An Iraqi Marsh Arab paddles his boat as he collects reeds at the Chebayesh marsh in Dhi Qar province, Iraq. Reuters
After years of meager rains and scorching summers, the wettest winter in a generation has revived Iraq’s famous rivers and filled its lakes, bringing welcome relief to a country facing severe water challenges in the era of climate change.
Would you risk your life for a truffle? In southern Iraq's desolate desert, the dangerous search means nothing less than a quest for treasure, one that mixes equal parts timing, superstition and danger.
After thirty years Iraq's southern marshes are blossoming once more thanks to a wave of ecotourists picnicking and paddling down their replenished river bends.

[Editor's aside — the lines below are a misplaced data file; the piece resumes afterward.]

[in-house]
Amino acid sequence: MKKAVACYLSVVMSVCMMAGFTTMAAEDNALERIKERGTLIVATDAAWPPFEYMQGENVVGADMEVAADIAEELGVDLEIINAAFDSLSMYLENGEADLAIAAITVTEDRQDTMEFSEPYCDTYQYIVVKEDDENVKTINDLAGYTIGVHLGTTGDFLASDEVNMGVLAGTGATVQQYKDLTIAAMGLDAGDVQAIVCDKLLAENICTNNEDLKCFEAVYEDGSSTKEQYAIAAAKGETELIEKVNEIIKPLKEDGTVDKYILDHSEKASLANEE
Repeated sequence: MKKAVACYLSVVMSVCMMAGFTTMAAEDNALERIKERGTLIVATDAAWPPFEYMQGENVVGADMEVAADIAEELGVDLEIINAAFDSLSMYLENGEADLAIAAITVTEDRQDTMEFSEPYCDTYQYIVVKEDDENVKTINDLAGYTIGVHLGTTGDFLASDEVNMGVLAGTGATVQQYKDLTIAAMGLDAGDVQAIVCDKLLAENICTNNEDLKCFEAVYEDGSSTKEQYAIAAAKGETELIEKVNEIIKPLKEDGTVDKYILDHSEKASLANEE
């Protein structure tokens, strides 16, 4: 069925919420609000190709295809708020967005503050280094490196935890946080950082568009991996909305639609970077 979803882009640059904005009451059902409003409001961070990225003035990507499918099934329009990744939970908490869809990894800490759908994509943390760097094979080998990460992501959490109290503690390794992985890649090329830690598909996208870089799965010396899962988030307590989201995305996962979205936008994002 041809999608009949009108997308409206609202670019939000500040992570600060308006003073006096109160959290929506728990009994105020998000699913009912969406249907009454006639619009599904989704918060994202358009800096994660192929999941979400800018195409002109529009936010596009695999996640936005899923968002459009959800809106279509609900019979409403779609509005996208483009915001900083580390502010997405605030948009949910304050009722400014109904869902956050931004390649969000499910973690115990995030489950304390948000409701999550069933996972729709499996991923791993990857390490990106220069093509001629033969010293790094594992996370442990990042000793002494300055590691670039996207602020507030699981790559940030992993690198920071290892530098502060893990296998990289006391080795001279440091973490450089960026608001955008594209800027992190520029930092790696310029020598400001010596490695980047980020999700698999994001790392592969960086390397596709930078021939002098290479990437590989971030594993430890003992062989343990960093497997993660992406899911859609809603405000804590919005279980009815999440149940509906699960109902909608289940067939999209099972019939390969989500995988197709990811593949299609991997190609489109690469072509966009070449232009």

"I would like to say sorry because today is your birthday and your great life partner is with me."
"During our treks we usually take trash bags on our treks but accidentally forgot them, next time will do more. Our citizens need to be educated to enjoy this beautiful county but be responsible tourists," he said.
Both Arab defendants – a motorist, 36, and his colleague, 37— kidnapped the Indian employee, 33, from a building housing his boss’ company in Baniyas area at around 9:30pm on May 26, the Criminal Court heard.
The parents of the twins Waseem and Nazma have been arrested for the killing that took place on Sunday. Waseem, who works as daily wager and already has a seven-year-old son, told the police that his financial condition was poor and he could not afford two daughters.